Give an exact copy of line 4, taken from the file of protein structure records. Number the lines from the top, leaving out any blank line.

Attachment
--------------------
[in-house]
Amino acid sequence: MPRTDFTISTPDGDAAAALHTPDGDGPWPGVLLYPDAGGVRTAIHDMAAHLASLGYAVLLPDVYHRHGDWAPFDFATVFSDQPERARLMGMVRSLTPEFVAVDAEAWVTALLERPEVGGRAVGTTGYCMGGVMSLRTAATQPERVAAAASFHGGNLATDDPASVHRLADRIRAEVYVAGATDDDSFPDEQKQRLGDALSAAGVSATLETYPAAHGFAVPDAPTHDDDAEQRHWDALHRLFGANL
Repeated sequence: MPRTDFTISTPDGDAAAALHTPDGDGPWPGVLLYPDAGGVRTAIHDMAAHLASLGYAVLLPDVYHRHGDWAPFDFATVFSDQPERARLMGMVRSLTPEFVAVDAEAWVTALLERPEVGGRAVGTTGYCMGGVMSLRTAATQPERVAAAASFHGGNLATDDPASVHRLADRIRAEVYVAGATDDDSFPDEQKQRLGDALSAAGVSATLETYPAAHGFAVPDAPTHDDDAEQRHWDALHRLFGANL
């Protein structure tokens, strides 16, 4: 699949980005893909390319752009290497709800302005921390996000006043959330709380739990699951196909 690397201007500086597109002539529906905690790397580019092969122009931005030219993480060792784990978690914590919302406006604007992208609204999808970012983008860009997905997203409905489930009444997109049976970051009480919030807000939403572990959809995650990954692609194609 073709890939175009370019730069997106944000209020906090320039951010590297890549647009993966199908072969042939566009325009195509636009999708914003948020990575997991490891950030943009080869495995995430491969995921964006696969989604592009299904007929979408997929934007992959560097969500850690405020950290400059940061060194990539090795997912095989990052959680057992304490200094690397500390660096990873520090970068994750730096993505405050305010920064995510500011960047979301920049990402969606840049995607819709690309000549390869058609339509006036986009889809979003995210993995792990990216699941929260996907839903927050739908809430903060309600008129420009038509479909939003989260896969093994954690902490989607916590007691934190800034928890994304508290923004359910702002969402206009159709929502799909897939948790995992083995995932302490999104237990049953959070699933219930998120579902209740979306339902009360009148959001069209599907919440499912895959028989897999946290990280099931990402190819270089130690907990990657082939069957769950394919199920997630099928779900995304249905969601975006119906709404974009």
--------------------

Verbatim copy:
């Protein structure tokens, strides 16, 4: 699949980005893909390319752009290497709800302005921390996000006043959330709380739990699951196909 690397201007500086597109002539529906905690790397580019092969122009931005030219993480060792784990978690914590919302406006604007992208609204999808970012983008860009997905997203409905489930009444997109049976970051009480919030807000939403572990959809995650990954692609194609 073709890939175009370019730069997106944000209020906090320039951010590297890549647009993966199908072969042939566009325009195509636009999708914003948020990575997991490891950030943009080869495995995430491969995921964006696969989604592009299904007929979408997929934007992959560097969500850690405020950290400059940061060194990539090795997912095989990052959680057992304490200094690397500390660096990873520090970068994750730096993505405050305010920064995510500011960047979301920049990402969606840049995607819709690309000549390869058609339509006036986009889809979003995210993995792990990216699941929260996907839903927050739908809430903060309600008129420009038509479909939003989260896969093994954690902490989607916590007691934190800034928890994304508290923004359910702002969402206009159709929502799909897939948790995992083995995932302490999104237990049953959070699933219930998120579902209740979306339902009360009148959001069209599907919440499912895959028989897999946290990280099931990402190819270089130690907990990657082939069957769950394919199920997630099928779900995304249905969601975006119906709404974009």